In the mind of a game designer

What is a good game? What is the history behind a good game? What does it take to design a good game yourself? With the intention to find answers to those questions, I set out on an exciting journey in the world of game design. The more I travel, the more I learn how much that remains to discover, and I cannot claim that I have found the answers yet. Nevertheless, I would like to send small post cards along the way, sharing my experience both with you and with my future self. All comments will help me on my journey because there is one thing I have learnt: no game is better than its players.
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Designing Fair Trade

Nicholas Hjelmberg
Sweden
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This is the twenty-sixth of hopefully many blog posts where I reflect upon my first tentative steps as a game designer.

Fair Trade was designed in response to a call for game designers by Value Add Games. The requirement was very open - a family game illustrating fair trade and the supply chain relation between farmers and traders - but that was enough to inspire me.

I have a weakness for games where the conditions are set by the players themselves and my very first game Nova Suecia was based on this idea, where the players are both producers and consumers. But Nova Suecia is a fairly complex game where land is acquired to create production and consumption, resources are produced and consumed at market prices, and letters are sent home to influence supply and demand. How could this idea be used in an even simpler game?

The answer came to me almost immediately. What if I focused on the two roles of farmer and trader and the traditional euro distinction between money and victory points? The farmers could use money to invest in fair production and get a return from traders, who could use money to acquire fair trade products (=victory points). That would put the players in a situation where they need to invest money to raise money to earn victory points. Very interesting!

The next question was how to gamify this market relation. Again, the answer came almost immediately: bidding is a very powerful mechanism for a player-driven economy. By giving the players a limited set of money and letting them bid as farmers and traders, they would have to manage their economy to minimize investments and maximize returns.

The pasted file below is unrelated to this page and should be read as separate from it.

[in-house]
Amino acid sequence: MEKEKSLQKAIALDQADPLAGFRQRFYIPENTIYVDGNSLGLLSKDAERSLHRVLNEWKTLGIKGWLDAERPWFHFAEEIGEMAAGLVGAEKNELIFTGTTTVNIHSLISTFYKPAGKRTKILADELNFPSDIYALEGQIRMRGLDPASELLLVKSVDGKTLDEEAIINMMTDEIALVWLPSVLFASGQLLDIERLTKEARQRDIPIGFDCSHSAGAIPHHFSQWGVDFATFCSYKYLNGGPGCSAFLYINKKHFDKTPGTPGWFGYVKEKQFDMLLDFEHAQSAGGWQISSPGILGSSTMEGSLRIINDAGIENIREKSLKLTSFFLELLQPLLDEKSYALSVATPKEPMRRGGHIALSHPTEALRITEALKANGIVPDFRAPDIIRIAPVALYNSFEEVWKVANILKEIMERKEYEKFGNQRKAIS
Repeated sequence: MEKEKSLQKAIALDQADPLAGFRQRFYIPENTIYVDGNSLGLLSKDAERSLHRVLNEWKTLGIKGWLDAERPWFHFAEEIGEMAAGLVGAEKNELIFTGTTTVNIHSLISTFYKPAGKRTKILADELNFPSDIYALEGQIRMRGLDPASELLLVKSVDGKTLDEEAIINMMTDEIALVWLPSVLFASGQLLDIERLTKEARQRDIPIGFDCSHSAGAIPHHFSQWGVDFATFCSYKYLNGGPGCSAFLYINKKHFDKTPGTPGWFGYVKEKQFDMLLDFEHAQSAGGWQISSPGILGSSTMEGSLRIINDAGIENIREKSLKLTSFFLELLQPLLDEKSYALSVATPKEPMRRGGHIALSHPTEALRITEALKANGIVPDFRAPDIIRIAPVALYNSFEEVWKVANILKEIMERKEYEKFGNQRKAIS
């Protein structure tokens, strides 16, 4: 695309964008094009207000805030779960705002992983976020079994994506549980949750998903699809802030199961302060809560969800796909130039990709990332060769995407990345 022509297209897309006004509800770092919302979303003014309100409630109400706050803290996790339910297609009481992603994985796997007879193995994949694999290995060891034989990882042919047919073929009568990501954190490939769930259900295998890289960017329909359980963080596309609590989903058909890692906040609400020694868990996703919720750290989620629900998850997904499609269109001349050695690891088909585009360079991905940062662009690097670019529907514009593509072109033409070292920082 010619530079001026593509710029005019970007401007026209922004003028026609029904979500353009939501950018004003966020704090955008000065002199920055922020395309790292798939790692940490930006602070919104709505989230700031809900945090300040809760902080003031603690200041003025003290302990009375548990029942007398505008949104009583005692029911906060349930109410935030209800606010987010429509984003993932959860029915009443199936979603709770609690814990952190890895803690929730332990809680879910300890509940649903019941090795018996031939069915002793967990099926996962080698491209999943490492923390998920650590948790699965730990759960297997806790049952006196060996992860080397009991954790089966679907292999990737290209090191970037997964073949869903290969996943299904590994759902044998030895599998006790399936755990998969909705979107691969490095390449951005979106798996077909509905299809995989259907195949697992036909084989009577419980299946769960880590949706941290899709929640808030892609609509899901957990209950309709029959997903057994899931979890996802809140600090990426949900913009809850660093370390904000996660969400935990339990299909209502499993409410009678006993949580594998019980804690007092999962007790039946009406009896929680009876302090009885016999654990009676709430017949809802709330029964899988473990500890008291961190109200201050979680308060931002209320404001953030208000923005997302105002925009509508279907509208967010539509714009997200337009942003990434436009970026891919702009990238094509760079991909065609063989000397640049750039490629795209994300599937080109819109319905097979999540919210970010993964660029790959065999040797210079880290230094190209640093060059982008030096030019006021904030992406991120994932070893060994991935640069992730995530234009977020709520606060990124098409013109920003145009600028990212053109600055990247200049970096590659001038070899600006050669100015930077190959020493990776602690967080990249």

But should the bidding be open or closed? Open bidding works if the offered objects have different values to different players. However, in our economy, money and victory points have the same value so closed bidding was the best option here. Hence, each game round would pose the following decisions to the players:

1 How much money can I afford to spend this round?
2 Should I aim for the highest farmer bid (expecting the traders to bid high and aiming for a high income) or a lower bid (expecting the traders to bid low and aiming for a low cost)?
3 Should I aim for the highest trader bid (expecting to get more victory points) or a lower bid (expecting to pay less for my victory points)?



At this point, the design process had been so smooth that I had to step back to avoid falling in the trap of not finding even better solutions. One idea that I elaborated was to give the players personal farms, where they could either place workers on them (as farmers to increase the production value) or between them (as traders to place bids on several farms). Then a purchase could be executed by simply withdrawing a trader and pay a price based on the number of other bidders, similar to how Spyrium handles bidding. Another idea was to let each round offer different combinations of goods and victory points and let the player collect sets of goods to give the offered goods different value to different players.

However, although those ideas sounded interesting, they would move the game away from the simple family game so I shelfed them for the time being. Perhaps they can be revisited in an expansion? I did give the different round cards different victory point distributions to add some variety to each round but the fact remains that the actions are fairly similar from round to round and the main variety comes from how much money you have left and how much you expect your opponents to alter their bid strategies from previous rounds.

Moving on to the components, I decided early to use unique bidding cards, similar to High Society. Adding the rules to "lock" used bidding cards and prevent them from being used in the following round, I would not only give the players a restriction regarding which bid cards that are available to play but also an opportunity regarding which bid cards the other players cannot play. In addition, I could follow another design advice and number the cards from 1 to 13 to allow them to be used as ordinary playing cards. The decision to use endangered animals as player symbols further strengthened the family look of the game.

The rest of the game design was simply a matter of putting all components together. The card symbols were picked from Game-icons and the photos from Wikimedia. The coins were reused from Nova Suecia while the fair trade symbol, also used as the game symbol, was compiled by free resources from the above sources.

Fair Trade was a return to my early simple and quick designs for simple and quick games. I may prefer heavier games but it's still refreshing to design a filler every once in a while.

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